The online retailing industry has been challenged to think proactively and set up its own mechanisms to protect the consumers using its services.

"As with many new frontiers the pursuit of commerce has run ahead of legal and enforcement solutions, attracting 'bandit' and 'cowboy' elements which have created a genuine concern for consumers and ethical online retailers," Acting Australian Competition and Consumer Commission Chairman, Mr Allan Asher, told a Sydney conference today.

"The result can be apprehension or refusal by consumers to undertake transactions on-line even though they would prefer to do so - this imposes 'external' costs on legitimate market participants or potential participants."

Mr Asher called on the industry to set up a Consumers Issues Committee which could: liaise with consumer affairs agencies such as the ACCC; talk with relevant consumer/community groups; look at systematic problems from complaints data; study and research trends in comparable overseas markets/industries; and to do the above on a continuing basis to allow the industry to be proactive in preventing problems rather than reactive.

Establishing confidence in the integrity of online traders would be crucial to establishing mass acceptance of this form of commerce, he said.

"Ways must be found to 'vet' ethical operators or at least identify those that are bound by appropriate industry standards. It is in this regard that industry codes of conduct are very helpful."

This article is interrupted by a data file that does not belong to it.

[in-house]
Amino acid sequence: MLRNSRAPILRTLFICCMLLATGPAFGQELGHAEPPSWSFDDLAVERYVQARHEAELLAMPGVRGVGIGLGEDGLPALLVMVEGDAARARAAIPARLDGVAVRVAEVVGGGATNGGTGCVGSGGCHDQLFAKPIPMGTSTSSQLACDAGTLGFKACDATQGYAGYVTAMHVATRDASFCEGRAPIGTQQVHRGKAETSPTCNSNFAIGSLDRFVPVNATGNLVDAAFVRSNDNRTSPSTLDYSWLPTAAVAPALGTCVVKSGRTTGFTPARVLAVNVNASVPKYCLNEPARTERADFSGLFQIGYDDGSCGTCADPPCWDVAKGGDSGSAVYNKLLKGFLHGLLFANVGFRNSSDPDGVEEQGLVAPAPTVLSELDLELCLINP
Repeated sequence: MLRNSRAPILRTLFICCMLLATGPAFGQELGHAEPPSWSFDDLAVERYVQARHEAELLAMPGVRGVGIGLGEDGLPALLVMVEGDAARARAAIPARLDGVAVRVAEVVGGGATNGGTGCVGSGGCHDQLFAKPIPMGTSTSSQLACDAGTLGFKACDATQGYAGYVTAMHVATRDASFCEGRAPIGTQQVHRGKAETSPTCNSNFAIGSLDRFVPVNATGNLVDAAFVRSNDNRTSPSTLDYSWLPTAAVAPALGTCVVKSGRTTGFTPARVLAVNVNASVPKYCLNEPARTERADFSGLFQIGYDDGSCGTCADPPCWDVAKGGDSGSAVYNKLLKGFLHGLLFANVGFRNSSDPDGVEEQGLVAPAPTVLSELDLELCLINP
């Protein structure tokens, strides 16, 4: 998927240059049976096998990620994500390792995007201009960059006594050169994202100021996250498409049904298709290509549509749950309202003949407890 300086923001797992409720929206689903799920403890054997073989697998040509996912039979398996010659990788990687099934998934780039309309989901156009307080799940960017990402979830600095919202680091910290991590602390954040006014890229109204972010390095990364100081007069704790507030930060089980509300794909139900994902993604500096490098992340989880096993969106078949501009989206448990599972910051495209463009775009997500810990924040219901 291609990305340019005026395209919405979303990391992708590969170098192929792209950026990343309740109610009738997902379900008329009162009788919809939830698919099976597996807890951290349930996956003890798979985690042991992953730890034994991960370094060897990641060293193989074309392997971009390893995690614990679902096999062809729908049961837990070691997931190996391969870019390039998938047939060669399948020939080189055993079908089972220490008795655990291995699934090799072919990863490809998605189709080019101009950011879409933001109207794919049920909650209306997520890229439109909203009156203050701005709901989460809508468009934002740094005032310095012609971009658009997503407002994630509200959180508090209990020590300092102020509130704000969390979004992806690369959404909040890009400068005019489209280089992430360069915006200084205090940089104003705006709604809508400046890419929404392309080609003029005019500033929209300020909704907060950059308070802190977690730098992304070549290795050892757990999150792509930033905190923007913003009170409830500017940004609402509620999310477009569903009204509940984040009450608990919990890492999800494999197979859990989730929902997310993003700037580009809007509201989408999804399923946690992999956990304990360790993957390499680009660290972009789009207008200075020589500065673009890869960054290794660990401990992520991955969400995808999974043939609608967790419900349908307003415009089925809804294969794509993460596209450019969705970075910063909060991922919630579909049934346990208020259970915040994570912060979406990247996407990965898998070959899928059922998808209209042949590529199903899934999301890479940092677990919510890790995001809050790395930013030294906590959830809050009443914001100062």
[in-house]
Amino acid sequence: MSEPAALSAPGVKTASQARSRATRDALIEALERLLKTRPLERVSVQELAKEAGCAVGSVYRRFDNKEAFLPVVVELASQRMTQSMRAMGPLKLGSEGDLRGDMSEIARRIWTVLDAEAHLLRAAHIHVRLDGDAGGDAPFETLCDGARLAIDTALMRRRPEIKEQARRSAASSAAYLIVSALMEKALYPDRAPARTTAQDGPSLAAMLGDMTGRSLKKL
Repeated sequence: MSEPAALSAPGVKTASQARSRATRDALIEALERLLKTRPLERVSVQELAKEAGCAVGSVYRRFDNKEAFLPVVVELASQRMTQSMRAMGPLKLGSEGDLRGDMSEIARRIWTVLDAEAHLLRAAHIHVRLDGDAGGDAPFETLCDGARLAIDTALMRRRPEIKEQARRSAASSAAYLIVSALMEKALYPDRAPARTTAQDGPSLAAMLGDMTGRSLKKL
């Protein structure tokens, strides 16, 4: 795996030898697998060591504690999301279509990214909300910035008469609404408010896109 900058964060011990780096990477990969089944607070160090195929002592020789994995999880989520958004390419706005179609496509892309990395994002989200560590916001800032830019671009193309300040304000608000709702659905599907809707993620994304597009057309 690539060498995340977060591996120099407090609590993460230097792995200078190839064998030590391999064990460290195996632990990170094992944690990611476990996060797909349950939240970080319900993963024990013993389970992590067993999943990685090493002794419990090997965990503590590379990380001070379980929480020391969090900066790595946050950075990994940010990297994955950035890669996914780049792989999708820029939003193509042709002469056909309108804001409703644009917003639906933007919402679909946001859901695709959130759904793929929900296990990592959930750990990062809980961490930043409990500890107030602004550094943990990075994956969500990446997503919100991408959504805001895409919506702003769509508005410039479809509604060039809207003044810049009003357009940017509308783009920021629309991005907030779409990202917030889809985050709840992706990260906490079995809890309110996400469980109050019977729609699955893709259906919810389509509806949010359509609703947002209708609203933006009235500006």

Mr Asher said the development of the Internet Code of Conduct by the Internet Industry Association of Australia was 'very encouraging'. Such codes achieved speedy, flexible, cost effective and market sensitive solutions to many problems encountered by consumers and retailers. He hoped similar codes would be developed for the international on-line marketplace.

Mr Asher warned online sellers to consider their responsibilities very carefully.

"If players in the market think that by conducting commerce by electronic means they can circumvent consumer protection/fair trading laws - well, they may need to think again. There will be no regulatory voids ....The ACCC will be active in prosecuting firms who practice fraudulent and misleading conduct on online consumers.

"If such conduct is practised in Australia on consumers by overseas operations we have, and are developing further, strong networks with overseas agencies. We and they will deal strongly with sharp practices originating there or in Australia. The ACCC is turning its attention and resources toward these new and growing frontiers of commerce.

"It is my hope, however, that in protecting consumers and ethical online businesses and network operators that we will have a close and constructive relationship with the on-line industry in Australia and internationally. After all, it is in the industries' best interests to impose order and protect its consumers as much as it is our responsibility."